One of New Zealand’s finest social history museums; telling the stories of Dunedin and Otago’s people. Discover what makes Otago different at the Otago Settlers Museum, one of New Zealand’s finest social history museums established in 1898. Like the people who settled here, the Museum has a colourful and interesting history. Open 10am-5pm daily. Admission is free.
Heritage The Maori explorers began arriving in the bays to the north and south of Dunedin from about 1100 AD. They fished the rich coastal waters and travelled inland in pursuit of the giant flightless moa as well as duck and freshwater fish.
These people also initiated trade with Northerners in the precious greenstone or pounamu. The oldest known tribe was the Waitaha. By the time the Scottish settlers arrived at Otepoti in 1848, they found the site of modern day Dunedin rich in Maori history.
The rough, tough and enterprising whalers added an element of diversity and intermarried with local Otakau Maori from the 1820s. Race relations in the area were thereby shaped before Captain Cargill and the Reverend Thomas Burns arrived to establish a Free Church settlement. This cultural mix of Maori, whaler and Presbyterian Scot gave early Dunedin a character all of its own.
The Scottish influence bequeathed fine churches like First Church and Knox but also contributed much more to the developing city.… including a passionate enthusiasm for education.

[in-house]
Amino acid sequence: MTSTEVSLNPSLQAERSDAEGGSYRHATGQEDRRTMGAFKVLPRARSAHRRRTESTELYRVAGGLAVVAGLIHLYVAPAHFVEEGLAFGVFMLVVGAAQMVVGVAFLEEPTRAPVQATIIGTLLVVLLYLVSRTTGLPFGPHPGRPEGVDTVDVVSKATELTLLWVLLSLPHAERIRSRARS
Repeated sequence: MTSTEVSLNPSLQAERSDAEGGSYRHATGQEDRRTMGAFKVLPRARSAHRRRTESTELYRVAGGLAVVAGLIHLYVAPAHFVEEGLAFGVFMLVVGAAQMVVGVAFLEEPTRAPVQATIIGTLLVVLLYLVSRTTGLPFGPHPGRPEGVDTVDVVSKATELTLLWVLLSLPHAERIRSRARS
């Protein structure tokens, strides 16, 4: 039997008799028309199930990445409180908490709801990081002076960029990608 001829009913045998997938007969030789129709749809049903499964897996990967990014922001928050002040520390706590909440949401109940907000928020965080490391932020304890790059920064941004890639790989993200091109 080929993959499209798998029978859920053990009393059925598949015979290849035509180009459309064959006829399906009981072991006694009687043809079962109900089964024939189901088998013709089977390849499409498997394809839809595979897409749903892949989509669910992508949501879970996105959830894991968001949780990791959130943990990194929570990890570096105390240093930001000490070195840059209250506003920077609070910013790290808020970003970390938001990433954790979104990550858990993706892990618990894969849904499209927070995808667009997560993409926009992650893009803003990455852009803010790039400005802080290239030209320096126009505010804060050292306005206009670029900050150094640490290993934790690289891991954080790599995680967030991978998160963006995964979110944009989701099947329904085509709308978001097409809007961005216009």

The wealth generated by the nearby goldfields was instrumental in establishing Otago Boys’ High School, Otago Girls’ High School and the University of Otago (the first in New Zealand).
The Otago Settlers Museum provides a window to the past glory and struggles of Dunedin’s early stalwarts. Just a short stroll from the Octagon, the visitor can be transported back in time through the many displays of artifacts, photographs and memorabilia. The age of steam is also recalled in the form of one of New Zealand’s earliest locomotives. In contrast, Dunedin’s most famous stately home, Olveston, is a perfect example of the prosperous past. The private home of the Theomin family, it has been beautifully preserved and reflects Dunedin lifestyle in the Edwardian era. Similarly, Larnach Castle on the Otago Peninsula offers a taste of ostentatious grace amidst a more rugged setting.
The Otago Museum houses a magnificent collection of Polynesian and Maori artifacts. There are also significant displays of native birds and mammals. The Southern Land, Southern People Gallery offers a gateway to the region and an insight into the southern soul. The Hocken Library boasts a vast collection of books, paintings, written and recorded material covering the whole of European history in New Zealand. The Dunedin Public Library is also a substantial reference resource with a fine collection of rare books and manuscripts, and the Dunedin Public Art Gallery houses one of the nation’s finest collections including a magnificent Monet and a number of Frances Hodgkins paintings. Everywhere in Dunedin the rich legacy of times past is remembered and preserved for future generations to enjoy.
...Dunedin is becoming increasingly popular as a mellow city nurturing a strong artsy side. If you can unglue yourself from the city’s cafe scene, the raggedly shaped Otago Peninsula lies practically in Dunedin’s backyard and is teeming with wildlife and outdoor activities. Lonely Planet 2006